the university of iowa board of regents’ contempt

The Board of Regents of the University of Iowa has hired a new president. The process appears to have been less than transparent, and resulted in the one wholly unqualified candidate in the field emerging victorious. This has resulted in the faculty at UI taking a vote of no confidence in the Board. It’s little more than a symbolic gesture in the University of Tomorrowland, where notions of shared governance and the critical educational mission of the university no longer exist.

The President of the Board of Regents released this statement in response to the faculty’s vote. Interestingly, I found the original version that the BoR wrote before sending it through the PR washing machine, which I reproduce for you here in full.


Contact: Josh Lameman


Statement from Board of Regents President Bruce Rastetter on University of Iowa Faculty Senate Vote of No Confidence

We are changing landscape of higher education so as to make the current ways of operating unsustainable. The Board of Regents brought three highly qualified candidates and one ringer to campus during the search process and humored them by feigning a discussion their abilities to help lead the University of Iowa through the changes that we are foisting upon higher education.

Throughout this process, Board members heard repeatedly from non-university monied and political interests from a small segment Iowan society about the type of ‘university’ they want, and the ways they can use it to transfer public goods into private hands.

After listening to the governor, his friends, and many other non-academic interests, as well as having frank conversations with each of the candidates about their willingness to implement our transformative vision of higher ed disruption, the Board unanimously thought Bruce Harreld’s experience running a fast food chicken chain twenty years ago, and his vision and willingness to disregard faculty and staff still involved in actual teaching and research, would ultimately provide the destructive disruption we know they need.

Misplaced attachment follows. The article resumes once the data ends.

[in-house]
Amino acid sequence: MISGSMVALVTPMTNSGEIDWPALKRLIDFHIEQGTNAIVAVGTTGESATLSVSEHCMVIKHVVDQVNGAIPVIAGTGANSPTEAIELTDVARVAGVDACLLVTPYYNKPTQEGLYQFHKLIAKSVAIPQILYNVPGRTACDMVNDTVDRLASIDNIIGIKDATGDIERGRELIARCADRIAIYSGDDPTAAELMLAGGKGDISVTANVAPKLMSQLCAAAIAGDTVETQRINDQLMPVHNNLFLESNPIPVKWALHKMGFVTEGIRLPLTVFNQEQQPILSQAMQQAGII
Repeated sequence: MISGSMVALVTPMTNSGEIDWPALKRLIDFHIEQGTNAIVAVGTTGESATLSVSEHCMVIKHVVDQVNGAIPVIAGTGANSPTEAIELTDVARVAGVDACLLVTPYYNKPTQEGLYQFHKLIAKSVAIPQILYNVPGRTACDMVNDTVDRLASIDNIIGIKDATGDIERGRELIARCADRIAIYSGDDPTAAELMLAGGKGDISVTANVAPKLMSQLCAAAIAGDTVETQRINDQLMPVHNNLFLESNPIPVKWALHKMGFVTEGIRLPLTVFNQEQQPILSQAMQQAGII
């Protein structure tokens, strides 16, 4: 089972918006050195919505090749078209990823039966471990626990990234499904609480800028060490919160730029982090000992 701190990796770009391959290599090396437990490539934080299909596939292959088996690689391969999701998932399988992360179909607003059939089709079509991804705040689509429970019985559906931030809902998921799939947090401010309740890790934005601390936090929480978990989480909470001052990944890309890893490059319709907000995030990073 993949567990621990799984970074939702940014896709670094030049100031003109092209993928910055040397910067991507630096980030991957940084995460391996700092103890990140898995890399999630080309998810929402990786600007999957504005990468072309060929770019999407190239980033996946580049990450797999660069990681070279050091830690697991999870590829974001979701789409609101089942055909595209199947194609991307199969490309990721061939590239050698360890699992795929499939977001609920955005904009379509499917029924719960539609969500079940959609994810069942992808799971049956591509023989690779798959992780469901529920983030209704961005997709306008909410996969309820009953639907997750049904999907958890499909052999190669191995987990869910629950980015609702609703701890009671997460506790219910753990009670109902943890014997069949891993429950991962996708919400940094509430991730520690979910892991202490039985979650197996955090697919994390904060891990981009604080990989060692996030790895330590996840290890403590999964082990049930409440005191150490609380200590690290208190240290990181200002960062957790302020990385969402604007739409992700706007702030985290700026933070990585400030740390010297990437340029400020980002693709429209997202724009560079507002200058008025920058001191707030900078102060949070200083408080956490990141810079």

We are pissed that faculty have decided to their follow their commitment to maintaining the public good that the University of Iowa has long been over opportunities to endorse their own dismantling, as well as the end of that institution they love, and to focus their efforts on stopping us instead of accepting our unquestionable authority to fuck them over like a pig on a one way trip to Sioux City.

So there you have it.  I’d say it’s a good thing they have editors working hard to soften the edges of Board of Regents’ press releases.

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a gitit front end for multiple research repositories

I switched a long time ago now to keeping all of my research, course notes, general reading notes, brainstorming notes, etc. in plain text files. I write them using the pandoc variant of markdown. And, I use Mercurial or Git to keep the repositories synced to Bitbucket. These are private repositories, but following on Caleb McDaniel’s open history experiement, I’ve been experimenting with using Gitit locally as a front end for one of my projects. It is based on pandoc, and essentially provides a wiki interface to a set of text files that are written in pandoc.

The most recent release of Gitit allows users to specify the default filetype of pages to be converted in the wiki. Originally, this was set to .page. This was fine for a new project, but I had tons of older repositories with lots of .txt files I didn’t want to change. So, I was excited to get the ability to specify the file type, which means I can use the front end on pre-existing projects filled with many folders and files.

What is more, I can use Gitit’s configuration file to simply spin up a wiki on any of my repos whenever I need or want the kind of search and display features that a wiki provides. I now have a folder named projects that includes all of my various research, teaching, and brainstorming repositories. Each of those repositories is source controlled with Git of Mercurial, and synced using source control to a repo on bitbucket:


and so forth.

In the conf folder, I have all the files needed for Gitit, including configuration files for each of the repos: